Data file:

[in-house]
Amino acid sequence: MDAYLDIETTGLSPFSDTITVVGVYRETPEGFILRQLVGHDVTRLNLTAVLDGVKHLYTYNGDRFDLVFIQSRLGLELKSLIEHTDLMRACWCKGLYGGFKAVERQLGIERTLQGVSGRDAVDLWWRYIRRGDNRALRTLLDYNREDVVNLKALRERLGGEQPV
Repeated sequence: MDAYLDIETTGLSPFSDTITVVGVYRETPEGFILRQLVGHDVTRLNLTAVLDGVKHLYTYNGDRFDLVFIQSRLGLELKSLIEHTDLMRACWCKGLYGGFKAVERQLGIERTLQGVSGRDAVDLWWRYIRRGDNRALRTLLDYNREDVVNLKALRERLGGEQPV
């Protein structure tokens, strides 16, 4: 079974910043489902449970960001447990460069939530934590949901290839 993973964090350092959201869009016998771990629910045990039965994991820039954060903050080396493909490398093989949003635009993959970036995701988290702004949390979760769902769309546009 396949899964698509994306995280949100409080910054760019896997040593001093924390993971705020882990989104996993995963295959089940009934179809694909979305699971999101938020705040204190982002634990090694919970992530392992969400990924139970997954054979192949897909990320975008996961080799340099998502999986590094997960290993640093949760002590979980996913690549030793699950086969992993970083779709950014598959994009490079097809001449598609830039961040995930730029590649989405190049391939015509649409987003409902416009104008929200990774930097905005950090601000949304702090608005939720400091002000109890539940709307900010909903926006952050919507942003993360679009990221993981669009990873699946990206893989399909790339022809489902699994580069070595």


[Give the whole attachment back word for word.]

[in-house]
Amino acid sequence: MDAYLDIETTGLSPFSDTITVVGVYRETPEGFILRQLVGHDVTRLNLTAVLDGVKHLYTYNGDRFDLVFIQSRLGLELKSLIEHTDLMRACWCKGLYGGFKAVERQLGIERTLQGVSGRDAVDLWWRYIRRGDNRALRTLLDYNREDVVNLKALRERLGGEQPV
Repeated sequence: MDAYLDIETTGLSPFSDTITVVGVYRETPEGFILRQLVGHDVTRLNLTAVLDGVKHLYTYNGDRFDLVFIQSRLGLELKSLIEHTDLMRACWCKGLYGGFKAVERQLGIERTLQGVSGRDAVDLWWRYIRRGDNRALRTLLDYNREDVVNLKALRERLGGEQPV
């Protein structure tokens, strides 16, 4: 079974910043489902449970960001447990460069939530934590949901290839 993973964090350092959201869009016998771990629910045990039965994991820039954060903050080396493909490398093989949003635009993959970036995701988290702004949390979760769902769309546009 396949899964698509994306995280949100409080910054760019896997040593001093924390993971705020882990989104996993995963295959089940009934179809694909979305699971999101938020705040204190982002634990090694919970992530392992969400990924139970997954054979192949897909990320975008996961080799340099998502999986590094997960290993640093949760002590979980996913690549030793699950086969992993970083779709950014598959994009490079097809001449598609830039961040995930730029590649989405190049391939015509649409987003409902416009104008929200990774930097905005950090601000949304702090608005939720400091002000109890539940709307900010909903926006952050919507942003993360679009990221993981669009990873699946990206893989399909790339022809489902699994580069070595």